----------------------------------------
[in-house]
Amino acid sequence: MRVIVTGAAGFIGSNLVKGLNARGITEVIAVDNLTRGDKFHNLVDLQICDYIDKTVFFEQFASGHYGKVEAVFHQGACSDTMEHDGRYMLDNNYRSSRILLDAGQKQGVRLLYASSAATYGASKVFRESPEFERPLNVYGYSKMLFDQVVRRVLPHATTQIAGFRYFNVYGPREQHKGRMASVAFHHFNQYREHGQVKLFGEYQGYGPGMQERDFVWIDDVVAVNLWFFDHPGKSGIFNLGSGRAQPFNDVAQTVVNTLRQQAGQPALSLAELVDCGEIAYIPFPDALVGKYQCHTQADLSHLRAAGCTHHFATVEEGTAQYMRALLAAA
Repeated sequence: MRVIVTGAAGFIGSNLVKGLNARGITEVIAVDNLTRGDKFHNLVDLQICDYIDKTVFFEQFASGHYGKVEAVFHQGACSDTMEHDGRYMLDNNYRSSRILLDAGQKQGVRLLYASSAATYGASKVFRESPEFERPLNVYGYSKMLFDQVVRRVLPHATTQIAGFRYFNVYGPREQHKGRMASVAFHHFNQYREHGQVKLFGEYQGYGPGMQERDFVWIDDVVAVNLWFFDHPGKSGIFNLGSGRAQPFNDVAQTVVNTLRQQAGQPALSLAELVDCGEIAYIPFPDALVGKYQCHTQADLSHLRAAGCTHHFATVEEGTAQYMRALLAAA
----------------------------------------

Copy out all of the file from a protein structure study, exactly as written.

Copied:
[in-house]
Amino acid sequence: MRVIVTGAAGFIGSNLVKGLNARGITEVIAVDNLTRGDKFHNLVDLQICDYIDKTVFFEQFASGHYGKVEAVFHQGACSDTMEHDGRYMLDNNYRSSRILLDAGQKQGVRLLYASSAATYGASKVFRESPEFERPLNVYGYSKMLFDQVVRRVLPHATTQIAGFRYFNVYGPREQHKGRMASVAFHHFNQYREHGQVKLFGEYQGYGPGMQERDFVWIDDVVAVNLWFFDHPGKSGIFNLGSGRAQPFNDVAQTVVNTLRQQAGQPALSLAELVDCGEIAYIPFPDALVGKYQCHTQADLSHLRAAGCTHHFATVEEGTAQYMRALLAAA
Repeated sequence: MRVIVTGAAGFIGSNLVKGLNARGITEVIAVDNLTRGDKFHNLVDLQICDYIDKTVFFEQFASGHYGKVEAVFHQGACSDTMEHDGRYMLDNNYRSSRILLDAGQKQGVRLLYASSAATYGASKVFRESPEFERPLNVYGYSKMLFDQVVRRVLPHATTQIAGFRYFNVYGPREQHKGRMASVAFHHFNQYREHGQVKLFGEYQGYGPGMQERDFVWIDDVVAVNLWFFDHPGKSGIFNLGSGRAQPFNDVAQTVVNTLRQQAGQPALSLAELVDCGEIAYIPFPDALVGKYQCHTQADLSHLRAAGCTHHFATVEEGTAQYMRALLAAA